Talk for techies: The .NET Show

MSDN Online's Webcast series for .NET developers is a cross between daytime talk show and technical seminar. Find out if it's worth the hour-or-so it takes to watch it.

Although I’m of the opinion that self-education is best accomplished with books, there’s something to be said for the audio-visual format of a television show for delivering information. That’s essentially what you get with MSDN Online’s The .NET Show, a Webcast series hosted by Robert Hess that features the people responsible for the .NET Framework talking about various aspects of the platform.

I went into the latest episode of this infrequently released series, “The .NET Show: The .NET Compact Framework,” expecting to be deluged with Microsoft-friendly marketing and, to be honest, I got a fair dose of it. However, in between the hokey “MSDN News Update” faux newscast, the pointlessly long sequence of still photographs of the construction of Microsoft’s Redmond campus, and the final interview with Microsoft Distinguished Engineer David Weiss (during which he talks about cooking), there was some pretty good material on Microsoft’s latest entry into embedded development, the .NET Compact Framework.

Say hello to the Compact Framework
The first half of the show features David Rasmussen and Oshoma Momoh, the technical managers of the .NET Compact Framework, discussing the architecture of the portable API. If you’re looking for a hard, technical discussion, you’ll be disappointed here, as the two guests only briefly wax technical. However, the discussion is still interesting. Rasmussen and Momoh begin by jointly explaining some of the compromises made to achieve the goal of getting the relatively massive .NET runtime platform onto relatively puny handheld and pocket devices and then give a general overview of the Compact Framework.

This first segment wraps up with a discussion of application architecture for several application scenarios, ranging from relatively simple games to complex connected applications. All in all, the first 30 minutes or so of the show amount to the sort of broad technology discussion you’d find in the early chapters of a technical book. Worthwhile, if you’re new to the subject matter, but rather boring otherwise.

After a break for the aforementioned “making of the Redmond campus” piece, which I’d recommend you skip if possible, things finally get technical. Ed Kaim, yet another .NET product manager, gives a few short Compact Framework application demos. Starting with the obligatory Hello World! sample app, he proceeds to demonstrate deployment and debugging of so-called “smart device applications” by rebuilding a working MapPoint Web services client for a mobile device and creating a point of sale app.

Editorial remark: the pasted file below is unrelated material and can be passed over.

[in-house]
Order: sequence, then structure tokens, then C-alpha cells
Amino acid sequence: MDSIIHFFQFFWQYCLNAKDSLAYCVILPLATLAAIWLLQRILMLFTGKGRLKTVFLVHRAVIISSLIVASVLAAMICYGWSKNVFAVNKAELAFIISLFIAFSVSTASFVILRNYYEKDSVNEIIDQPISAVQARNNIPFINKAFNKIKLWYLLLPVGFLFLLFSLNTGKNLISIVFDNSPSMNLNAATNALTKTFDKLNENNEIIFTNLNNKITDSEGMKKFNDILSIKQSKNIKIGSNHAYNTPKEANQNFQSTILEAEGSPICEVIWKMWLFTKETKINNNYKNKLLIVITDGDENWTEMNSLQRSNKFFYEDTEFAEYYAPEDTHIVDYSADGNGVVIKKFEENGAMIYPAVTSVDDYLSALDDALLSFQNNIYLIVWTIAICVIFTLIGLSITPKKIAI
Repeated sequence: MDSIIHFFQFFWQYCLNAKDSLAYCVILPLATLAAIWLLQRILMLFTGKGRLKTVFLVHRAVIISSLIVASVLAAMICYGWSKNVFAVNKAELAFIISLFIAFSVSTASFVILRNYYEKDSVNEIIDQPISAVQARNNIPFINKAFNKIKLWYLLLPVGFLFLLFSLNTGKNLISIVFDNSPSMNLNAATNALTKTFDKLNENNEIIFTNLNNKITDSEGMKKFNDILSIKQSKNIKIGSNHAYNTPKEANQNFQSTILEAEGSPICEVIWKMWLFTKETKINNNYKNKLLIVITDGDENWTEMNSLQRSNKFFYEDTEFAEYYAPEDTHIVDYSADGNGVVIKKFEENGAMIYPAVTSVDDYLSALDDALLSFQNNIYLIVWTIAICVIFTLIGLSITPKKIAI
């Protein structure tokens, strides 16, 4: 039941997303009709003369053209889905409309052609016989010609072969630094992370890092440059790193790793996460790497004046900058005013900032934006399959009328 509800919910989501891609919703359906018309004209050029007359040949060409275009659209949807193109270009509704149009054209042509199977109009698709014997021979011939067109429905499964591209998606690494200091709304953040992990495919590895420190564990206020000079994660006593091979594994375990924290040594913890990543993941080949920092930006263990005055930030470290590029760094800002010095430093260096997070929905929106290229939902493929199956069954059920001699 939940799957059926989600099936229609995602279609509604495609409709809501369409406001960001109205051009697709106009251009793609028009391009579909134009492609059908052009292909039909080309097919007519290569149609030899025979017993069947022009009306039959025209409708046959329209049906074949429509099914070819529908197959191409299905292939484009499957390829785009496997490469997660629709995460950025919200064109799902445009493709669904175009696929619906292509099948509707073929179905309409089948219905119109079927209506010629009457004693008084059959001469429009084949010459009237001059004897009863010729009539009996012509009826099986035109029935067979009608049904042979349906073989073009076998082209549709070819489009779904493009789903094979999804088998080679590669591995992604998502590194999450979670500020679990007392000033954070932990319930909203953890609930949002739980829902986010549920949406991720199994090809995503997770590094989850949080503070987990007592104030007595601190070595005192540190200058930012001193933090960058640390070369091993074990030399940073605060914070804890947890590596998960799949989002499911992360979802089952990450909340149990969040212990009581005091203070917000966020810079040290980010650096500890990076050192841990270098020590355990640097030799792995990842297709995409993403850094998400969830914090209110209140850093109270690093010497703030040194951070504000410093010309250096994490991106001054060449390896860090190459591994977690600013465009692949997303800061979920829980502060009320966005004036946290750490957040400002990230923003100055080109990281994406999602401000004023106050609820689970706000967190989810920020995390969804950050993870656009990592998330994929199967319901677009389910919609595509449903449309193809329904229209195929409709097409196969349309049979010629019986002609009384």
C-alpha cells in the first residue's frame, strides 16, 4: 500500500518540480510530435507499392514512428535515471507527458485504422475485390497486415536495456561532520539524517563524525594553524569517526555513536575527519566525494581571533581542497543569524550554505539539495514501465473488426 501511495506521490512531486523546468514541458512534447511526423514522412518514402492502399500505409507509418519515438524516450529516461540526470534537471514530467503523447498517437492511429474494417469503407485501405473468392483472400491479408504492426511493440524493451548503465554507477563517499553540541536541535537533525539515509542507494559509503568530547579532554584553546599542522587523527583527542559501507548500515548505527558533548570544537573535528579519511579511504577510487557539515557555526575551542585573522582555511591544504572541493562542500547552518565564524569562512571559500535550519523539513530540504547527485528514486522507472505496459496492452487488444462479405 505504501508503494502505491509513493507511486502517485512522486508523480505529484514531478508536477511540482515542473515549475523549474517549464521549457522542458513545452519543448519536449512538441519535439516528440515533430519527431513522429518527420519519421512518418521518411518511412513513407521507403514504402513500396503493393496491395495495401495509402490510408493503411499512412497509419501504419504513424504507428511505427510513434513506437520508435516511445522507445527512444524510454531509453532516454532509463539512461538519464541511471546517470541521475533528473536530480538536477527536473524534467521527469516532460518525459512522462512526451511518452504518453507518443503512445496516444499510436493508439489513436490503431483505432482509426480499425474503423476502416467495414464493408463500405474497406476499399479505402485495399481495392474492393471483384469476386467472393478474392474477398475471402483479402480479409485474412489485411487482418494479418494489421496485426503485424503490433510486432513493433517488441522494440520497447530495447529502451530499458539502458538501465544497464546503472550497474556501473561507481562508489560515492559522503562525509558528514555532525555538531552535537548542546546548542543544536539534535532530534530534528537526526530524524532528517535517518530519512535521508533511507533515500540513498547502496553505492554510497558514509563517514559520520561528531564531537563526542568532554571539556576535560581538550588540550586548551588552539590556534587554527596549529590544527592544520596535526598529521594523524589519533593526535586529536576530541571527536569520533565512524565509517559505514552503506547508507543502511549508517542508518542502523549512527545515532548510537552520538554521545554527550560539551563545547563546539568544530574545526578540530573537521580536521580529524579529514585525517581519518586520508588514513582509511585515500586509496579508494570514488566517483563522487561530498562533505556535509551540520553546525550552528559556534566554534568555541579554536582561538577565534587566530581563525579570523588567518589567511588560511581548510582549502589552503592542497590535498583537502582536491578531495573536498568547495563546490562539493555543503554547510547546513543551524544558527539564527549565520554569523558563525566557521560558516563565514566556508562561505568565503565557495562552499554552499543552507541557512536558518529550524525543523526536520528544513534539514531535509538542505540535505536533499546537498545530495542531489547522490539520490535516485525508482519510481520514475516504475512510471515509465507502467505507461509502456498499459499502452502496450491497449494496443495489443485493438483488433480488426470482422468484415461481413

Unfortunately, the act of building applications in Visual Studio .NET doesn’t lend itself well to viewing as streamed multimedia, and I haven't found a place to download the code for Kaim’s sample applications. Further, a lot of his talk seemed to center around reusing code between desktop applications and mobile ones, which rather contradicts one of the main points made by the first segment’s guests—that the Compact Framework allows developers to port skills, not code.

Could be just a bad example
Maybe I simply picked a bad example of The .NET Show on which to base my review. Judging from discussion posts on, the show as a whole is popular and has a regular audience, so I think this is likely. Looking over the topics for a few previous episodes, I can see that one of my complaints, the lack of downloadable source for the sample apps covered in the second half of the show, might be an exception. At least, the archive page for the Sept. 10 episode, “Code Optimization,” appears to include a downloadable archive of the sample code discussed during the show.

Overall, I like the idea of a technical talk show for developers, and the production values of the Webcast make it easy to watch for the full 76 or so minutes. I didn’t leave the experience thinking anything along the lines of, “That’s an hour I’ll never have back,” which was my initial fear when that fake newscast began. Although not nearly as entertaining in terms of unabashed geek humor as its cousin, VBTV, I think The .NET Show will be interesting viewing for many of you, provided the show’s topic suits your taste.

You can check out the current episode of The .NET Show, as well as all the previous ones, at the MSDN Online archive page. For notice of future show topics, you can subscribe to the MSDN Flash e-mail newsletter.

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